Journey back to Linux

4 min readSep 2, 2019

Since a friend of mine gave me a burned CD with the word “Linux” scrawled with red marker on it and told me to “boot from it and install it” around 20 years ago, I have always been a Linux person. It took me on myriad computer-related adventures (sysadmin, hacking, install-fest etc), gave me a leadership experience (I was one of the founder of KLUB, Klub Linux Bandung and its first leader), elevated my status among Indonesian nerd-crowd, started my career in IT and many other things.

It was a thrilling journey the day I found, and could afford, a Mac. Mac OS 9 was not an exciting operating system for me, but Mac OS X is UNIX-based (BSD) with prettier user interface and less tinkering to make it “just works”. I switched and never thought of looking back.

Sure, I dealt with other OS like any other person. Windows is always be there for most jobs I have. Linux slowly seeped out of my life.

Years go by, I somehow acquire a laptop PC. Windows 7 was installed and with 256MB SSD and 8GB RAM, it was OK-ish. I grew frustrated with its degraded performance with each additional softwares and updates. A quick visit to Distrowatch and to my excitement, Linux has come far since the last time I use it.

I picked elementary OS as my first step back into Linux world and I was not dissapointed. It brought back the joy and sense of adventure I never felt for quite a long time — and I talk about operating system…

One of my thing is once I step into something, I will not stop until I dig deeper, a lot deeper. So I was not stopping there. I tried almost every distro I could download and having a fast internet connection was a bliss and a curse at the same time.

After the dust settled, I found Arch was the most exciting distro. It was not the easiest to install but the concept of rolling release intrigued me. Add its vast repository, including AUR, and it quickly became my favorite distro.

However, I found some issues related with hardware detection and compatibility. Also its installation and customization were slowly getting into my nerve. I like to tweak but I also impatient. I looked into other Arch-based distro; Antergos, ArchLabs, ArcoLinux. All were good but somehow I still miss something with them. Then ArchLabs went on hiatus (currently it alive again though), Antergos died and ArcoLinux, while amazing, add too many things in its initialized settings — it is a learning distro afterall.

Manjaro. This is a unique distro. It is Arch-based but not exactly Arch, the stable release has its own repository based on Arch repository but with slight delay to make it… stable. Its hardware detection is excellent and its custom scripts are helpful. It is dubbed, quite derogatorily by Arch-purist, as the Ubuntu of Debian. It aimed to be an entry-point to Linux world but not necessarily for beginner.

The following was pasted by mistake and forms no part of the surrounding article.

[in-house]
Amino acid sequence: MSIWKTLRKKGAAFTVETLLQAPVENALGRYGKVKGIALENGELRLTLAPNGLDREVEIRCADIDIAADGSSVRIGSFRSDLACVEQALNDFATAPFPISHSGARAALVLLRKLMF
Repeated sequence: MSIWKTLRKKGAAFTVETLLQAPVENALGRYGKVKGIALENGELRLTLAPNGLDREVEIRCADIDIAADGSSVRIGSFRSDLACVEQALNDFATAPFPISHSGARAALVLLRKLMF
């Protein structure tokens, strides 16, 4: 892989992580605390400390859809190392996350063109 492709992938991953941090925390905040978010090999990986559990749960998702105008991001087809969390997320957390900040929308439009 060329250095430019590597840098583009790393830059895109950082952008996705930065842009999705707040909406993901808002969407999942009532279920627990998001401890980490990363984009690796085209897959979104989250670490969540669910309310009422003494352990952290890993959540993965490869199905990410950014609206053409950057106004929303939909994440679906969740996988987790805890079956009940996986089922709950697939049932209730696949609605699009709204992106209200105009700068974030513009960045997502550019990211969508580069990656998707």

Manjaro is suitable for beginners similar to the way an Arduino is an excellent entry-point to embedded hardware development. (From Manjaro’s website)

The official Manjaro release has 4 major versions; 3 based on popular desktop environment — KDE, GNOME and XFCE and 1 is “build your own version” called Architect. The community release is where the fun happens, there are plenty of desktop environment to tinker with — ArcoLinux still the winner here with 10+ choices.

After some trials and errors with almost all the version — thanks to Virtual Machine technology, I decided on Manjaro Deepin. It checked all the right options for me and its interface is quite pleasing. The scaling just works — setting a 4K aka. HiDPI can be a real pain in the neck. I run it for some months until problems appearead. Painfully, the problem related to the tight integration between Deepin Desktop Environment and Deepin OS — a Debian- based distro. Then it got cut out from Manjaro’s main website.

I always have a fascination with tiling window manager (WM) but assumed small laptop display is not quite comfortable to work with it. However, keyboard-oriented workflow is excellent on small laptop because the location of touchpad is mostly ergonomically challenging.

Linux has great choices of tiling WM; i3 — the most common and easy to figure out settings, awesome, Qtile, xmonad and bspwm among others. I gave i3 a run and immediately realized I love keyboard-oriented workflow, especially on the small laptop. Yes, the display was still small (1600x900 resolution on 13.3" display is the maximum comfort for my eyes, I tried 1920x1080 and it strained my eyes) but it still manageable.

I worked around a bit with Manjaro i3 and while it is a great tiling WM, I still found something is missing, no idea what or why but it just did not click. I tried awesome and got lost… bspwm seemed like the next best logical step.

So, here I am. Running Manjaro with bspwm installed using Manjaro Architect. I guess I will be fine for at least some months now.

I might write more about my bspwm configuration and workflow since one of the most complain about bspwm is the lack of documentation.

Current desktop (September 2019)




Digital Media Extraordinaire and online flâneur. Working in user experience field for more than 10 years. Currently biting the Big Apple.